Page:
Mentor: Dr. Lisa Clark, Department of Microbiology
Sub-cloning of the leucine-rich extracellular domain of the human Toll-like receptor 4 gene into the pET23 expression plasmid
Toll-like receptors (TLRs) are a family of recognition receptors occurring on cells of the immune system that play a key role in pathogen recognition and initiation of inflammatory immune responses (IVIS, 2004). For example, cells such as macrophages that function to engulf and destroy invading bacteria and viruses, recognize and bind to these pathogens through their TLRs (Medzhitov and Janeway, 2002). All Toll-like receptors contain an extracellular protein-protein interaction domain known as the leucine-rich repeat (LRR) motif. Thus, TLRs are part of the LRR protein superfamily, a diverse group of proteins that mediate binding interactions in a wide variety of biological processes.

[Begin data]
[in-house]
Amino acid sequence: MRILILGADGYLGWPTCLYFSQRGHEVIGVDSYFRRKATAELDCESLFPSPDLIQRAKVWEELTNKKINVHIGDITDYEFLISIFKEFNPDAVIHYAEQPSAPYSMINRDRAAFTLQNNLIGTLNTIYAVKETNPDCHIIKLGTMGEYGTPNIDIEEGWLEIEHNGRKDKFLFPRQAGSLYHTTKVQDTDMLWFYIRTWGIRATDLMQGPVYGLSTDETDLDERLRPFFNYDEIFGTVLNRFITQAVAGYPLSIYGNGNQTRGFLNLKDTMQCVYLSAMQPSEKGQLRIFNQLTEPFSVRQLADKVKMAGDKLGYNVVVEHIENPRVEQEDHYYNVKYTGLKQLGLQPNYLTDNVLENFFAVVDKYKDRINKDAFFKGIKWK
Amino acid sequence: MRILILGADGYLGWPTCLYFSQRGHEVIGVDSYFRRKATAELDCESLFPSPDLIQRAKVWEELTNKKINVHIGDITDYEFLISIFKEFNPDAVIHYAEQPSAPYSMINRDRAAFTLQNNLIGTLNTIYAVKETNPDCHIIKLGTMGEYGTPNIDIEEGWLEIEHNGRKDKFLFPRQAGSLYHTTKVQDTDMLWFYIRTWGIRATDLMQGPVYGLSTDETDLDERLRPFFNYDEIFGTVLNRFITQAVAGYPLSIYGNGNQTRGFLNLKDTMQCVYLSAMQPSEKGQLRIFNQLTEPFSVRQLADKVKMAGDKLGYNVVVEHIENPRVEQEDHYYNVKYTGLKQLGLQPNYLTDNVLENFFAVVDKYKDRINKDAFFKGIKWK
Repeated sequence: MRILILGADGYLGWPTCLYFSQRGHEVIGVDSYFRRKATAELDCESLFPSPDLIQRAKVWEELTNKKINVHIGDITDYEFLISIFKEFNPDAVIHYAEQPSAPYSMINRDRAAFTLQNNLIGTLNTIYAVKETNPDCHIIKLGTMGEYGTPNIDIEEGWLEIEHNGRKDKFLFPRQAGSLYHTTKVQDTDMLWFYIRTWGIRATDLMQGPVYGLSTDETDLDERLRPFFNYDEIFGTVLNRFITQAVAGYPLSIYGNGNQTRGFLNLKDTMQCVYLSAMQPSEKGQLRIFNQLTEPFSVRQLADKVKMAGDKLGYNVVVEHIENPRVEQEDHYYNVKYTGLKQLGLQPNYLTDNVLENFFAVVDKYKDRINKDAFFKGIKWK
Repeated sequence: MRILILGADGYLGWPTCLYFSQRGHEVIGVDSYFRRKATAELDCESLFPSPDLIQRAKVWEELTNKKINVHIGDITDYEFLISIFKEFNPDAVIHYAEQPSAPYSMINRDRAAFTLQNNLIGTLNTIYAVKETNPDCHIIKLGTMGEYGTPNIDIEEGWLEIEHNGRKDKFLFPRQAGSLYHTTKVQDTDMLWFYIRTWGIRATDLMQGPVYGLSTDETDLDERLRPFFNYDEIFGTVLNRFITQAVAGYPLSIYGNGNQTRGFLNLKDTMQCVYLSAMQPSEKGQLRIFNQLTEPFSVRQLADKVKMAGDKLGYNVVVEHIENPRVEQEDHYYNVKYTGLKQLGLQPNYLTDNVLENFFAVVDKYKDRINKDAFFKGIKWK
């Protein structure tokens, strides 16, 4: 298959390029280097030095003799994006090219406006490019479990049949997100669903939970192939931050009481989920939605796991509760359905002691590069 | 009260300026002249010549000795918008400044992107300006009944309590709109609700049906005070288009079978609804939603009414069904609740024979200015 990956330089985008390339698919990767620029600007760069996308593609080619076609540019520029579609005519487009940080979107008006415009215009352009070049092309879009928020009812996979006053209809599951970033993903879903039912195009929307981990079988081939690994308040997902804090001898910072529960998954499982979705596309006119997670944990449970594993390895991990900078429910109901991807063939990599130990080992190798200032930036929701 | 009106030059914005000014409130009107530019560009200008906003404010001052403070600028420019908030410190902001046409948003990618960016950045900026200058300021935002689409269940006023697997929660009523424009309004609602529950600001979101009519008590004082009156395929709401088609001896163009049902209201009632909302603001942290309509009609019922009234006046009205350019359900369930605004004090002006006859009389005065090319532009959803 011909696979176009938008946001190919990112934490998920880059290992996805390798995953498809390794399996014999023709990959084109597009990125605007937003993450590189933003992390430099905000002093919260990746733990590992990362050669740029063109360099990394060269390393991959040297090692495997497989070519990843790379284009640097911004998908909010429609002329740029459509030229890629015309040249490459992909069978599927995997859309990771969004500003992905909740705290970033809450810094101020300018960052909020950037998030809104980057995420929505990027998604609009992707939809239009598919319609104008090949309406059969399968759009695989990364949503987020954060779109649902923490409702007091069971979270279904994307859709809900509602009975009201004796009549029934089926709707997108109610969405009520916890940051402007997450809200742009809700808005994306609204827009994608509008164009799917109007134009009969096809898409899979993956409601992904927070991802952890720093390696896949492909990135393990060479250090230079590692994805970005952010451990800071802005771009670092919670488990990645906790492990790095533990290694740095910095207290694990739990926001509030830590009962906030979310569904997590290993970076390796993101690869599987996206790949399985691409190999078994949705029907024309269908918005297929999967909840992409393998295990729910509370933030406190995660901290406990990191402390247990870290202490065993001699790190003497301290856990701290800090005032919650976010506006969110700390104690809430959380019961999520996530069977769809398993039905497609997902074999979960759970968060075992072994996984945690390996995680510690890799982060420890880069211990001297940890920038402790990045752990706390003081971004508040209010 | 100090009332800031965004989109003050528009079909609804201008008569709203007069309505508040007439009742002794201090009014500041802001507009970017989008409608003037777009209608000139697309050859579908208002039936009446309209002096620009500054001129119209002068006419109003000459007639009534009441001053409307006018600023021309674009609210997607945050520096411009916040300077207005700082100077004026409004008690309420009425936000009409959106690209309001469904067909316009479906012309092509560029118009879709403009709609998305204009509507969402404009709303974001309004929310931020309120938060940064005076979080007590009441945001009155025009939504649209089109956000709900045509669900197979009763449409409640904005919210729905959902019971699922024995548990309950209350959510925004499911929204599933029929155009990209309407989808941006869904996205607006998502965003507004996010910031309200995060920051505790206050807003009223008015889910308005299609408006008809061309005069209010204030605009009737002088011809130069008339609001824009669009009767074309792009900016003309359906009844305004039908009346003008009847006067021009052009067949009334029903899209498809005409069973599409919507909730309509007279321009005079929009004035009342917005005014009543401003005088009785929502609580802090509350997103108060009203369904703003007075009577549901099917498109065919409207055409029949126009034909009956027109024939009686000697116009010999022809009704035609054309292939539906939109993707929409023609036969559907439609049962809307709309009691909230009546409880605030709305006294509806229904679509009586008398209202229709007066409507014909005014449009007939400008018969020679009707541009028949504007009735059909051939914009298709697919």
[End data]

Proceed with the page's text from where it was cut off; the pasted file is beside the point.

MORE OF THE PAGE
Mutations of LRR proteins and abnormal LRR protein expression have been linked to a variety of human diseases including cancer (Almeida et al., 1998), Crohn’s disease (Hugot et al., 2001) and Bernard-Soulier syndrome, a rare bleeding disorder (Ulsemer et al., 2000). Therefore, the discovery of new therapeutic drugs that could potentially block or enhance protein-protein binding interactions of key relevance to human health, such as those mediated by TLRs, is of fundamental importance. The identification of short amino acid sequences (peptides) involved in mediating binding at the molecular level is an important strategy in drug design (Bartfai et al., 2003). By mimicking these peptides with reagents that target specific binding surfaces on protein molecules, protein-protein interactions that may contribute to diseases could potentially be blocked. The overall goal of this investigation is to characterize the specific binding interactions of the Toll-like Receptor 4 (TLR4) protein with its binding partners (ligands) at the molecular level. For this study, the extracellular LRR domain of the TLR4 gene will be sub-cloned into an expression vector. This is an important step in the generation of large quantities of the TLR4-LRR binding protein required to carry out this investigation.